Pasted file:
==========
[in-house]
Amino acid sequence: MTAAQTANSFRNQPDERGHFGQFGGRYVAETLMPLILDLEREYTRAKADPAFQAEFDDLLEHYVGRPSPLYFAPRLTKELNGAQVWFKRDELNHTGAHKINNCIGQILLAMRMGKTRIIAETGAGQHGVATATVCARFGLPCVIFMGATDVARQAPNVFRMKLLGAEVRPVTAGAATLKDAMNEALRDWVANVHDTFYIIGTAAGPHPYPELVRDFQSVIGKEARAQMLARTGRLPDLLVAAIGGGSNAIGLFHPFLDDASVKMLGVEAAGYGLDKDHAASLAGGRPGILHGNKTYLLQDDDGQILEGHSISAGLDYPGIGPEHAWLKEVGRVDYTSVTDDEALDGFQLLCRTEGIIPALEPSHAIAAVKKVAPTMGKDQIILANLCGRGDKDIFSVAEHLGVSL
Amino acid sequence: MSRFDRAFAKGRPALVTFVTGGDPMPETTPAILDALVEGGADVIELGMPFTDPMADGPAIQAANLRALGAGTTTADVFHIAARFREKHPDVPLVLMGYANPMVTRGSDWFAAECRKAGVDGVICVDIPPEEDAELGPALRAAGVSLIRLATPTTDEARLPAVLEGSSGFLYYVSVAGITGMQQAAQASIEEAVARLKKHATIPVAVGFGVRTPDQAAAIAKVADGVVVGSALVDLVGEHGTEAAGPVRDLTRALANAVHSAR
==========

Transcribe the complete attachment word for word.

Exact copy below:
[in-house]
Amino acid sequence: MTAAQTANSFRNQPDERGHFGQFGGRYVAETLMPLILDLEREYTRAKADPAFQAEFDDLLEHYVGRPSPLYFAPRLTKELNGAQVWFKRDELNHTGAHKINNCIGQILLAMRMGKTRIIAETGAGQHGVATATVCARFGLPCVIFMGATDVARQAPNVFRMKLLGAEVRPVTAGAATLKDAMNEALRDWVANVHDTFYIIGTAAGPHPYPELVRDFQSVIGKEARAQMLARTGRLPDLLVAAIGGGSNAIGLFHPFLDDASVKMLGVEAAGYGLDKDHAASLAGGRPGILHGNKTYLLQDDDGQILEGHSISAGLDYPGIGPEHAWLKEVGRVDYTSVTDDEALDGFQLLCRTEGIIPALEPSHAIAAVKKVAPTMGKDQIILANLCGRGDKDIFSVAEHLGVSL
Amino acid sequence: MSRFDRAFAKGRPALVTFVTGGDPMPETTPAILDALVEGGADVIELGMPFTDPMADGPAIQAANLRALGAGTTTADVFHIAARFREKHPDVPLVLMGYANPMVTRGSDWFAAECRKAGVDGVICVDIPPEEDAELGPALRAAGVSLIRLATPTTDEARLPAVLEGSSGFLYYVSVAGITGMQQAAQASIEEAVARLKKHATIPVAVGFGVRTPDQAAAIAKVADGVVVGSALVDLVGEHGTEAAGPVRDLTRALANAVHSAR